Back when simunition first came out (non-lethal ammunition that police and military people fire from their weapons in training situations that splatters rather than killing) the US Navy sent me to a USDOJ training class on hostage negotiation and rescue at Quantico, VA to better learn how USDOJ did it. The instructors, many and varied, told us that, “in a hostage situation, the hostage has no value”. We went out for a practical exercise and I became the voice of the student negotiators to negotiate and demonstrate with the pretend hostage taker while being evaluated by FBI experts. Instructors explained that if we did a good job, the situation would be defused that the hostage would be released and the hostage taker could be taken safely into custody.
In the real world, “taken into custody”, meant that the hostage taker would face a lengthy trial at public expense and incarceration for a long period of time at public expense.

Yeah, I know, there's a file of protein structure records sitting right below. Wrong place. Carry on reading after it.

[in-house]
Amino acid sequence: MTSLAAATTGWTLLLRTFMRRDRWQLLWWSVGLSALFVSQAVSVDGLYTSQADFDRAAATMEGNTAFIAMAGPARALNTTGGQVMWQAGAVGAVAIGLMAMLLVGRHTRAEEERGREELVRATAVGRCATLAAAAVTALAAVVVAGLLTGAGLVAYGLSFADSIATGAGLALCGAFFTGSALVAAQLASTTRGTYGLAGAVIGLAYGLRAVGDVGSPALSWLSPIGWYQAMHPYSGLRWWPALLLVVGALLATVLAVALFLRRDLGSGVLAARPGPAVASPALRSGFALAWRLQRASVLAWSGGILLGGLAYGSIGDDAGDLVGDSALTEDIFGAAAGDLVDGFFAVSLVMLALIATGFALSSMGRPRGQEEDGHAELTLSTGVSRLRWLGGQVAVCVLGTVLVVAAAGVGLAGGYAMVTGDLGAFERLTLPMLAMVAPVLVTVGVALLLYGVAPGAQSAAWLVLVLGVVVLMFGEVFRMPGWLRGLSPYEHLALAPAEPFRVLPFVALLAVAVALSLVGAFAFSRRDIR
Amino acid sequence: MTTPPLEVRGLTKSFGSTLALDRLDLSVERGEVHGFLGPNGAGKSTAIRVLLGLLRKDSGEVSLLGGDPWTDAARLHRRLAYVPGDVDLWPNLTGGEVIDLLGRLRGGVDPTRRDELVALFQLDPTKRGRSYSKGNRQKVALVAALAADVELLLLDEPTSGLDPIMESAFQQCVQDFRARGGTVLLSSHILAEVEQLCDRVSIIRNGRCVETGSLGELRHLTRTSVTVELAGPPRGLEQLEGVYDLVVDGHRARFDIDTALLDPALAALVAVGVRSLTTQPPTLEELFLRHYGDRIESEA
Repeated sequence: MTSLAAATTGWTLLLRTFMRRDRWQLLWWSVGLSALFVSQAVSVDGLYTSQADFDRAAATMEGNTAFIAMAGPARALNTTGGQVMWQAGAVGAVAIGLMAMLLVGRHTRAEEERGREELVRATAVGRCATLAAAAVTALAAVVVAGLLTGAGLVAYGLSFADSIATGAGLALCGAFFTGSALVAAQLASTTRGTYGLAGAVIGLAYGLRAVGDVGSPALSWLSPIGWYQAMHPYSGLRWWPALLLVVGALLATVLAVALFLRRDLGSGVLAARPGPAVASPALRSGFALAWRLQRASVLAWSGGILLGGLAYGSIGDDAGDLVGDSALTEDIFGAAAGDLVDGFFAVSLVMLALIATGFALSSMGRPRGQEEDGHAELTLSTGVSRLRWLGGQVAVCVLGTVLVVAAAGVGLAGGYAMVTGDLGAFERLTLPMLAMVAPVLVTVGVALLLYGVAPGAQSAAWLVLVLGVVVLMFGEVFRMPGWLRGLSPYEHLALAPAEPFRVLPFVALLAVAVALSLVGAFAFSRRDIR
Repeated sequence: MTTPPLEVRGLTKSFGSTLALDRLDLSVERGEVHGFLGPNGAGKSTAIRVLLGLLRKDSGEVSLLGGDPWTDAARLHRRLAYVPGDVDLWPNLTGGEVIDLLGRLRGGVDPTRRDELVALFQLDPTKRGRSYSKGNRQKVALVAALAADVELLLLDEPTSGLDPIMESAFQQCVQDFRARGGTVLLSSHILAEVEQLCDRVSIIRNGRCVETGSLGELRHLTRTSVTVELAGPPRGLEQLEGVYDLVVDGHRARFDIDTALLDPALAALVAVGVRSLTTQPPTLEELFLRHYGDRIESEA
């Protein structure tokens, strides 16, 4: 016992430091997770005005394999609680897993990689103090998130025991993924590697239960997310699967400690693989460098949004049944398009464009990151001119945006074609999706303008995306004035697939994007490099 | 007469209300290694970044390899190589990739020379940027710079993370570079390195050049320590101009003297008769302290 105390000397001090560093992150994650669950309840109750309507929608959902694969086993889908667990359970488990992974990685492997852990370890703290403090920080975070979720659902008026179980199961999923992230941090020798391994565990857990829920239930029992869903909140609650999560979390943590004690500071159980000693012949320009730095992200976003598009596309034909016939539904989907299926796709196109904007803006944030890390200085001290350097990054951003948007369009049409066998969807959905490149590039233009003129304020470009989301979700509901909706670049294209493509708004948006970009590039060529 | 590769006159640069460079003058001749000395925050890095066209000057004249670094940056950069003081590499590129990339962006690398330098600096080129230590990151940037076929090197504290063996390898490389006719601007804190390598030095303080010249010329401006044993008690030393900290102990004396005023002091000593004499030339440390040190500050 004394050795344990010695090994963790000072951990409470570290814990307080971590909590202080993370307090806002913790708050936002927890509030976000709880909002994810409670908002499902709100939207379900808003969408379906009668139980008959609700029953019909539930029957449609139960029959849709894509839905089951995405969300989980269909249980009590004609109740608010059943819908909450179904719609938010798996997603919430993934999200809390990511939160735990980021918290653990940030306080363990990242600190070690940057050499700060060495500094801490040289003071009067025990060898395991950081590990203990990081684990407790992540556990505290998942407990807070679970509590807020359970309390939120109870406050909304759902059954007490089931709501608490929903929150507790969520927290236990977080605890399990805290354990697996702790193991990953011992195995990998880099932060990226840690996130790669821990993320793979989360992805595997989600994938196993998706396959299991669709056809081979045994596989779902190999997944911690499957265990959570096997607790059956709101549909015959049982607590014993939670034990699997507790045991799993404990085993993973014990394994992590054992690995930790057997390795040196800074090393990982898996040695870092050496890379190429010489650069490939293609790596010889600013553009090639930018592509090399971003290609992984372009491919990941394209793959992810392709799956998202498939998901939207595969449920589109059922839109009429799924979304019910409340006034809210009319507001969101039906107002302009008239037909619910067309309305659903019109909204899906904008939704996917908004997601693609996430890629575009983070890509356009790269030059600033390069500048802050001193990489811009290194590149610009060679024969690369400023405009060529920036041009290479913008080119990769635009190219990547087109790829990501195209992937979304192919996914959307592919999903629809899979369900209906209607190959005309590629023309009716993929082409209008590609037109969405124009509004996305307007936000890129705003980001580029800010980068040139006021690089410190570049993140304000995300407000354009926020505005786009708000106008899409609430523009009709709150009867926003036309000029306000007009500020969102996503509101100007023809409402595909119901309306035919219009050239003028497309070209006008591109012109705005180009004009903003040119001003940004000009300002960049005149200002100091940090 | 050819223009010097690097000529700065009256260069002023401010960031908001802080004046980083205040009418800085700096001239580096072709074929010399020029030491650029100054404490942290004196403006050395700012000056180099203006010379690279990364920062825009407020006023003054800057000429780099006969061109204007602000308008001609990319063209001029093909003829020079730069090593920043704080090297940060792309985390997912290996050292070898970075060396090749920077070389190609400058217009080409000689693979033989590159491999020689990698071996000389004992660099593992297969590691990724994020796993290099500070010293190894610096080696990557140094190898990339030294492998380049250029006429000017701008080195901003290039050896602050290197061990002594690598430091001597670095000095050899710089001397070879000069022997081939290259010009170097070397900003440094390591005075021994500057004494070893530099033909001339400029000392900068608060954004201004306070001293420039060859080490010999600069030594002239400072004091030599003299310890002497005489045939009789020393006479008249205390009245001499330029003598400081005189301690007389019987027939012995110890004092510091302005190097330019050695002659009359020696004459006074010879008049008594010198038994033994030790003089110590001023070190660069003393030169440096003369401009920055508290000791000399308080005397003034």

The FBI instructor asked, “What were you thinking, LL?” He said, “You were supposed to negotiate with him, not hurt him, you #%& Navy asshole.”
The goggles only covered his eyes. His nose was only protected by a knit ski mask – they took more care to find appropriate protective gear after that – “lesson learned”.
Shooting the marathon bomber stopped his bombing days. Killing bin Laden kept him from further plotting. Does anyone remember Christopher Dorner, former LAPD reject last year? He burned to death in a cabin in the San Gorgornio mountains not far from from Los Angeles, thus ending the negotiation after he killed several police officers in a rampage through Southern California.
I do not suggest that there is not a place in this world for negotiation. I’m sure that it exists. However, I don’t think that hostage takers, baby rapers, jihadi terrorists or people of that stripe deserve much more than a bullet in the nose. Or in Dorner’s case, a few pyrotechnic gas canisters through the window of a dry wooden mountain cabin where he’d taken refuge after murdering a police officer. The coroner was able to safely remove the carcass from the ashes, thus ending the psychological trauma of Christopher Dorner.